Guilt-tripping identity politics is being seen for what it is – a dead horse.
The Trojan Horse is chipping, weakening and beginning to collapse, leaving huddles hiding behind its cramped walls both visible and shamed by extravagant claims of a War on Women. Their plans to divide and conquer with quarrels about contraception and rabid pro-abortion enticements have clearly failed.
Laughter filled a room when New York State Democratic Congressional candidate, Martha Robertson made assertions about a “War against Women” during a debate last month. The laughter pleaded for an answer, “Are you serious – is that all you have?”
In the end, her Republican opponent, Tom Reed, turned her claims upside down with a 26 point victory.
Meanwhile in TX, Wendy Davis, best known for her filibuster effort to hold the passing of a bill making abortion illegal after 20 weeks gestation, experienced a mammoth loss. The final total was 59% for her Republican opponent, Greg Abbott, and 39% for Davis. And she failed miserably in securing the female vote – by nine points.
However, women came to the forefront in record-breaking fashion. Republican Joni Ernst became the first woman to represent Iowa in the U.S. Senate and the first female combat veteran to serve in the Senate. She had practically dared her opponents to pull the war-on-women card: “I have been to war, and if the Democrats are going to use that war, they had better do it to honor those men and women because those men and women have fought every day to defend our freedoms," she said.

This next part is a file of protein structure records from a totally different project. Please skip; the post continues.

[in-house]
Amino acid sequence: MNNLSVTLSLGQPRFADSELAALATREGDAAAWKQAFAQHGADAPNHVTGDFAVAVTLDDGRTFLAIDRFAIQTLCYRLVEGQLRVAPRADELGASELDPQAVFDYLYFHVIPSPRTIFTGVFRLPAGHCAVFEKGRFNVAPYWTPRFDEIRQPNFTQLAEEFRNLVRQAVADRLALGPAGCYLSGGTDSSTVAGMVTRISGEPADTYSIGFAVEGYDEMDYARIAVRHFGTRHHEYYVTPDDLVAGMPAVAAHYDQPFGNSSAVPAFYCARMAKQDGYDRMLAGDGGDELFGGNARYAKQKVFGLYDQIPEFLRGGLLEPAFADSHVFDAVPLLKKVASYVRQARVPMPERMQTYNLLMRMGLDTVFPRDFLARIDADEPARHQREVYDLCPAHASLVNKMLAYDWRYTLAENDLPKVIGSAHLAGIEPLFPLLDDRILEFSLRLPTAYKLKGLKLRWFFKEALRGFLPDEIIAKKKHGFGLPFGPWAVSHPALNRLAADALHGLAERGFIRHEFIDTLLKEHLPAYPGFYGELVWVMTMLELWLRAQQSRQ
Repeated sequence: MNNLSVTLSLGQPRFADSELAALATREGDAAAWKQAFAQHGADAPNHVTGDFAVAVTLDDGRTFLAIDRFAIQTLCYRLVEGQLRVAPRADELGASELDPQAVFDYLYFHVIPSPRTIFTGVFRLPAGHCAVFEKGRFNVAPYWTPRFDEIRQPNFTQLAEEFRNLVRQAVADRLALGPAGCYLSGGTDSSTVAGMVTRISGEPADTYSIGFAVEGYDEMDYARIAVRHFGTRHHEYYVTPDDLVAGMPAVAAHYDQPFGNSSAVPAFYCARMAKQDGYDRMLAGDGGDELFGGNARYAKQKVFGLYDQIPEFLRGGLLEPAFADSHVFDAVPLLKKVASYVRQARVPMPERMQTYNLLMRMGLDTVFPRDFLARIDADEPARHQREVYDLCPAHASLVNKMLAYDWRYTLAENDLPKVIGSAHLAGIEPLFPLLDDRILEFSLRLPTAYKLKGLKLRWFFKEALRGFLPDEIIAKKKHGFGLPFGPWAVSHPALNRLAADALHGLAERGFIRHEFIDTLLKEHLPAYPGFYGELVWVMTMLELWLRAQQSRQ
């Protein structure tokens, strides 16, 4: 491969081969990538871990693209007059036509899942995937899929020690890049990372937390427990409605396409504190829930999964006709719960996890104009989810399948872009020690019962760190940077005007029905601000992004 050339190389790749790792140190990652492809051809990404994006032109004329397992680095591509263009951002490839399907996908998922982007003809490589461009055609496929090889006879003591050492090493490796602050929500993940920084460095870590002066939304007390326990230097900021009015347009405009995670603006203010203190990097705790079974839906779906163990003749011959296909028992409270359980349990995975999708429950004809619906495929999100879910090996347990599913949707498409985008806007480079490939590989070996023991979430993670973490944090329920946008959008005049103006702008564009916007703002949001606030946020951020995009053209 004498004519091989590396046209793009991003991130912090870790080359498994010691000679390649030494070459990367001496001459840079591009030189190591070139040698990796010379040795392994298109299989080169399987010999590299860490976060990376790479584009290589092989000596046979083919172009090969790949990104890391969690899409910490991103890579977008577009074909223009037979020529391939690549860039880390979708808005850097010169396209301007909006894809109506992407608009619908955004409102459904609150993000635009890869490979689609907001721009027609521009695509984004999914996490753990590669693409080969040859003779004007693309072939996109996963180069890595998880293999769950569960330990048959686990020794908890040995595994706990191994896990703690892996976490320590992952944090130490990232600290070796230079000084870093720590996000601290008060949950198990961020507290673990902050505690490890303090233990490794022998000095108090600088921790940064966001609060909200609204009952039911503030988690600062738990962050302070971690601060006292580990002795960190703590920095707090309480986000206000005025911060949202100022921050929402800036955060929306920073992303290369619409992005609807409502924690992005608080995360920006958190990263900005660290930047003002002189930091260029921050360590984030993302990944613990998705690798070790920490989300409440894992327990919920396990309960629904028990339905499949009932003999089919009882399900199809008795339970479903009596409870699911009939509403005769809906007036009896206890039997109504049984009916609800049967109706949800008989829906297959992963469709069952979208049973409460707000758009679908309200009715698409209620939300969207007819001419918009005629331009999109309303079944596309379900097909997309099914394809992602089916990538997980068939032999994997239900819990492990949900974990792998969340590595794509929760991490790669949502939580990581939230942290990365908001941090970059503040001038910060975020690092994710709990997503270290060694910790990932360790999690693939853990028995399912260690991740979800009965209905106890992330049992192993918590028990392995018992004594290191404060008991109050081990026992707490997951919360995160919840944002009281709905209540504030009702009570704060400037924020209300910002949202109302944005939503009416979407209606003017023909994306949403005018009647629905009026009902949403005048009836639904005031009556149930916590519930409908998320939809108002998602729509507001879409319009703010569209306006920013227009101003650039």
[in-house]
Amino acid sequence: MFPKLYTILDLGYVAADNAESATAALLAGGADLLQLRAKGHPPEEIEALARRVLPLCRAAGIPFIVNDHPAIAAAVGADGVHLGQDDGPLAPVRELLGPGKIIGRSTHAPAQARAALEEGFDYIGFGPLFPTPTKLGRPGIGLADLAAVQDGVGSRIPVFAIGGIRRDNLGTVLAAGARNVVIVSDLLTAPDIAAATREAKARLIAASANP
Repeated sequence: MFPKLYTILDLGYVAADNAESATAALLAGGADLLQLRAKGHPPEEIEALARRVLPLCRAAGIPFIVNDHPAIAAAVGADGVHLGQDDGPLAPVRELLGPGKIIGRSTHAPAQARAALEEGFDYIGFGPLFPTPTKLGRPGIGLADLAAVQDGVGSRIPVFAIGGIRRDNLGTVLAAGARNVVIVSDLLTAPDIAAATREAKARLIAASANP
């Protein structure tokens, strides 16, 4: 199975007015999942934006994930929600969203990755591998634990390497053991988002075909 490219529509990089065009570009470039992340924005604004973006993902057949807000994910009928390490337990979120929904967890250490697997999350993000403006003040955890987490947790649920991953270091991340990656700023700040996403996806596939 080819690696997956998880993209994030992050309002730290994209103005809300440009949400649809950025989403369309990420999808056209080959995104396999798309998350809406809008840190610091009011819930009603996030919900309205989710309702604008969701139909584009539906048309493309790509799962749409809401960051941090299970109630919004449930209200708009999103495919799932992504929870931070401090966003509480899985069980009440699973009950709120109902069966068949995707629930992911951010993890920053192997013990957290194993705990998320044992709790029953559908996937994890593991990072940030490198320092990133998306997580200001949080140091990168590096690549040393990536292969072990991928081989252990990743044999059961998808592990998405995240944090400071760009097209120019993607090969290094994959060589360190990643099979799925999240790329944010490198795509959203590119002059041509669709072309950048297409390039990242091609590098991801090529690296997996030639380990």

Turning to the state of Utah, Mia Love became the first black Republican Congresswoman. And back to New York, Republican Elise Stefanik, at age 30, has become the youngest woman elected to Congress in history.
The mid-term election alone has reinforced what we have already known -- Americans respect and trust women when their policies bring relief to a languishing nation. Guilt-tripping identity politics is being seen for what it is – a dead horse.